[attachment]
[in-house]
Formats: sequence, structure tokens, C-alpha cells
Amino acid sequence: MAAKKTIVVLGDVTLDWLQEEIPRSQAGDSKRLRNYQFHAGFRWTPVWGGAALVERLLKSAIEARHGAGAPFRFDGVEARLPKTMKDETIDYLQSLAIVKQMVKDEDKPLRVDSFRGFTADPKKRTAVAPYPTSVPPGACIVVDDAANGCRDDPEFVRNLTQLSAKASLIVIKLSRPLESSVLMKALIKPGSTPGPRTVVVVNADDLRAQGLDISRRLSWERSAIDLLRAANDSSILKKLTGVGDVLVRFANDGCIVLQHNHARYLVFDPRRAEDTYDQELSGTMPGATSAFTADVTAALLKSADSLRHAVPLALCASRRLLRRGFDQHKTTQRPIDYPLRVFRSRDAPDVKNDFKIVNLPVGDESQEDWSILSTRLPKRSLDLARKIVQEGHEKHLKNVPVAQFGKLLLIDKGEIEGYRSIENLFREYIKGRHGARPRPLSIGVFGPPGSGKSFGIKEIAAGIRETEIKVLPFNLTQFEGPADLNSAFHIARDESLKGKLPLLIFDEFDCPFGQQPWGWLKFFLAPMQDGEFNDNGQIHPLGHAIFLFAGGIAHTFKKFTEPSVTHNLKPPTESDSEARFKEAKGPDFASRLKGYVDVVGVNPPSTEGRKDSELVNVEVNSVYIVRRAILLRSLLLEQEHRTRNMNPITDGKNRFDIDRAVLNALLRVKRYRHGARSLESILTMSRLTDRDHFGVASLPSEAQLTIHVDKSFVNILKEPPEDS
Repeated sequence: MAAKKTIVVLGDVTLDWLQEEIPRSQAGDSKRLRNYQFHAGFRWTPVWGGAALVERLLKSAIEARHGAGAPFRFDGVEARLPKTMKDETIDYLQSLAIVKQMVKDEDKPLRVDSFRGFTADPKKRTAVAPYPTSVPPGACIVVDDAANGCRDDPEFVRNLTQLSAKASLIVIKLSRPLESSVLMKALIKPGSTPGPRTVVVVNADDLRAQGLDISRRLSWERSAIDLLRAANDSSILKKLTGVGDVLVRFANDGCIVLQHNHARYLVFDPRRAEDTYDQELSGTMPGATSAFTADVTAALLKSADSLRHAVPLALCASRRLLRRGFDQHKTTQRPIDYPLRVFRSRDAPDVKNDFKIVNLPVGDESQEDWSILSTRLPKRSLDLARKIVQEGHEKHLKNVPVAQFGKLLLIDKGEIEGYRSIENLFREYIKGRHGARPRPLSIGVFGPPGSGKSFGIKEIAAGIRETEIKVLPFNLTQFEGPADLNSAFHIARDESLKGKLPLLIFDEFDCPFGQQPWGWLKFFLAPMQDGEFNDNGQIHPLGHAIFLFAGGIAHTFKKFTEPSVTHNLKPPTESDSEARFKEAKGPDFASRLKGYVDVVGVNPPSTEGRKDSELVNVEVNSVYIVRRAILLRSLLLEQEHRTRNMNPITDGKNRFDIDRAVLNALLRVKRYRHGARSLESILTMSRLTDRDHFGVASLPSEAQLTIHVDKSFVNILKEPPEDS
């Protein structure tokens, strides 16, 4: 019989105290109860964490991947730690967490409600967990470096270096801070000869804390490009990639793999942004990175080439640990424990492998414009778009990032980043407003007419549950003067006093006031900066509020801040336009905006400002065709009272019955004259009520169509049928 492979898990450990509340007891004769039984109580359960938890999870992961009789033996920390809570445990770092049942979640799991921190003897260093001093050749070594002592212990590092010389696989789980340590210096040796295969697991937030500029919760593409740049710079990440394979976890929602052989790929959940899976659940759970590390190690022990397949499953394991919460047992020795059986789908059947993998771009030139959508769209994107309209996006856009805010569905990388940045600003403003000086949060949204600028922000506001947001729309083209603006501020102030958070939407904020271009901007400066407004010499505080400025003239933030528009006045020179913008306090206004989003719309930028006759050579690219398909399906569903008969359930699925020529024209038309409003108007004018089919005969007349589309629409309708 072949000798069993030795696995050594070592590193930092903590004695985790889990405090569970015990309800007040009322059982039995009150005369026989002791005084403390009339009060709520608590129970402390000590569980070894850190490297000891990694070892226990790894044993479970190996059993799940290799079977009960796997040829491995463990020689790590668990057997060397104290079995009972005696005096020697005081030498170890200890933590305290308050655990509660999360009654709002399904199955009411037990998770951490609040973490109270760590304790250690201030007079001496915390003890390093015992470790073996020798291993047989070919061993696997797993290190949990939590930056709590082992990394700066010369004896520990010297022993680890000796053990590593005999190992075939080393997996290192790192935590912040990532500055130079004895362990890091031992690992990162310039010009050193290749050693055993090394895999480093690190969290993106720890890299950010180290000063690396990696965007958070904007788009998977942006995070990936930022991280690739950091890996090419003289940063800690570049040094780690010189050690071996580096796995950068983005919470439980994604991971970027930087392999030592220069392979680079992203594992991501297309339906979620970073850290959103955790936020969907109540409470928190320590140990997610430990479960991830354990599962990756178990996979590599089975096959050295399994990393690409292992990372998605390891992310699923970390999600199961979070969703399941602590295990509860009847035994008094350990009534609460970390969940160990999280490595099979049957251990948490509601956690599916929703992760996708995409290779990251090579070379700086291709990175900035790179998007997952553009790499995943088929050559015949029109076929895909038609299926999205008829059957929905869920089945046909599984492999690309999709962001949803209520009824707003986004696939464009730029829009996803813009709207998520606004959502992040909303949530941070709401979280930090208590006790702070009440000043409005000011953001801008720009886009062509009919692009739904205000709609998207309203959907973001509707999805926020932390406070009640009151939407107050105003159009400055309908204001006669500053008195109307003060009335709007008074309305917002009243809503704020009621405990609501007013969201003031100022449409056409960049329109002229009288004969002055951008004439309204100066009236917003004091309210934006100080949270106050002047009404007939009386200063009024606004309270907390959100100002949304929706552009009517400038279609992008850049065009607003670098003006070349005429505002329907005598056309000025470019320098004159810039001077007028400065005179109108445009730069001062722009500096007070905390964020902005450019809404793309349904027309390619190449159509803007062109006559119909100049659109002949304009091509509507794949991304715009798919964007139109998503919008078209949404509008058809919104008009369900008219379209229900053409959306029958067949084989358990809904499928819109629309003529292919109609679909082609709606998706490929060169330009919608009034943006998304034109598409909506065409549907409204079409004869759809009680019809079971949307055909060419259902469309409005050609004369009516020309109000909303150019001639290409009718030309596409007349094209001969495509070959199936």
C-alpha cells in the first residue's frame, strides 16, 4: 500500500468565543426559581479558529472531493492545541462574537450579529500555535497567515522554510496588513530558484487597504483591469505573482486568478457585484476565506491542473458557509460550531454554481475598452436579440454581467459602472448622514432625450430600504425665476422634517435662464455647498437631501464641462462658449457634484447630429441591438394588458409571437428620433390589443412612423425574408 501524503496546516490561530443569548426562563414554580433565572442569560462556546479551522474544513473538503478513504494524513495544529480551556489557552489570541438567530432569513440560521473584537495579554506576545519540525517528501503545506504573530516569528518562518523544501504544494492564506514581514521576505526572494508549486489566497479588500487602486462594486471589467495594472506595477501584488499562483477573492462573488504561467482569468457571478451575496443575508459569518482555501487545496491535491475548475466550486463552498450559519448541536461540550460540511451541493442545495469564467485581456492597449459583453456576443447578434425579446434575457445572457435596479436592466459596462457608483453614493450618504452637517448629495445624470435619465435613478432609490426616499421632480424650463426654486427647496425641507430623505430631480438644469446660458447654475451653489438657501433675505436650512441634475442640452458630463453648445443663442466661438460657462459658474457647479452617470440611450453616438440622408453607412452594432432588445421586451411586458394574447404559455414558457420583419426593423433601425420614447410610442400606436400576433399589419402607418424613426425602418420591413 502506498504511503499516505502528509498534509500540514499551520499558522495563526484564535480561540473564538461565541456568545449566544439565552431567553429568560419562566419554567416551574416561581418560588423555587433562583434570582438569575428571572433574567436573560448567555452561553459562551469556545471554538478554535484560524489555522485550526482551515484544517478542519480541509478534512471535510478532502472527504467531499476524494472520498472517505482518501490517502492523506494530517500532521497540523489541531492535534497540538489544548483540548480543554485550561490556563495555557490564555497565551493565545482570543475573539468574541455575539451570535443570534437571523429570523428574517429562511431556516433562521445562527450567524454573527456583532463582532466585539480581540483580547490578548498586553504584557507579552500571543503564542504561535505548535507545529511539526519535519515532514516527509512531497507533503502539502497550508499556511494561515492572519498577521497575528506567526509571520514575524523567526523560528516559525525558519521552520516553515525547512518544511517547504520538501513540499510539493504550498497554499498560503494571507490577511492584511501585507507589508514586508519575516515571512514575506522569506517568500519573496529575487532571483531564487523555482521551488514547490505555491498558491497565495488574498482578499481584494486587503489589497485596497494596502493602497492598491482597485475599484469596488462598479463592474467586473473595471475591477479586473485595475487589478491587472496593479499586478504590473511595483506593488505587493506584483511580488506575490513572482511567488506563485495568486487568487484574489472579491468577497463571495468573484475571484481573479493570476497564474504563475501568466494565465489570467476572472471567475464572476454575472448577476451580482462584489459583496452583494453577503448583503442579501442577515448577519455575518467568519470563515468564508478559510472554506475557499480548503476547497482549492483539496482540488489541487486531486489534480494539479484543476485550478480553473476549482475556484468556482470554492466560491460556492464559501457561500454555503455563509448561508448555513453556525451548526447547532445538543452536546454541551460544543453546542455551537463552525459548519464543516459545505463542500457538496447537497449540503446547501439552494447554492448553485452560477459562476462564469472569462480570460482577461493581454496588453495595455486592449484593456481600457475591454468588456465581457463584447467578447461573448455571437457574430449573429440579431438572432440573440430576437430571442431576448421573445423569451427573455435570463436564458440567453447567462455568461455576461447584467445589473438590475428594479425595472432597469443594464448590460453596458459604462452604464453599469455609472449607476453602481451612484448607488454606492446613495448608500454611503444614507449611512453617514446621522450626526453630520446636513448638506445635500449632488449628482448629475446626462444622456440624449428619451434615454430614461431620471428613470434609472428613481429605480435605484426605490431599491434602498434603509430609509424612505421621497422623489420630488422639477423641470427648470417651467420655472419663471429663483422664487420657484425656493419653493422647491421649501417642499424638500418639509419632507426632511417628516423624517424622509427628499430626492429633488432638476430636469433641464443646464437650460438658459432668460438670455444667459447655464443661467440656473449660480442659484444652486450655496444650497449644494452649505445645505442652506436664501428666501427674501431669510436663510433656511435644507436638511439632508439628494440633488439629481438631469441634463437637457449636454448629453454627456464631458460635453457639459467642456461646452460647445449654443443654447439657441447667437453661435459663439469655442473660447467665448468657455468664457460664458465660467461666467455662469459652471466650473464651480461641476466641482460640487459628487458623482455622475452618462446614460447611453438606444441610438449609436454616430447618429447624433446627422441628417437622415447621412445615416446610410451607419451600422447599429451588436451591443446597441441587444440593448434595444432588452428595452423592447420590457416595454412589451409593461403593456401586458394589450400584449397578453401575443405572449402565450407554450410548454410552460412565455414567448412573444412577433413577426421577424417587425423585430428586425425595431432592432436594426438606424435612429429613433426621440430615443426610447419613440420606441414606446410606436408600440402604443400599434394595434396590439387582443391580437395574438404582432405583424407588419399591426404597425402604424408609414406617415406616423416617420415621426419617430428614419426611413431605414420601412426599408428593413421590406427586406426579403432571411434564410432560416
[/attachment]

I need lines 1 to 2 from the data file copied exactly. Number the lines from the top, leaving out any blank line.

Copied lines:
[in-house]
Formats: sequence, structure tokens, C-alpha cells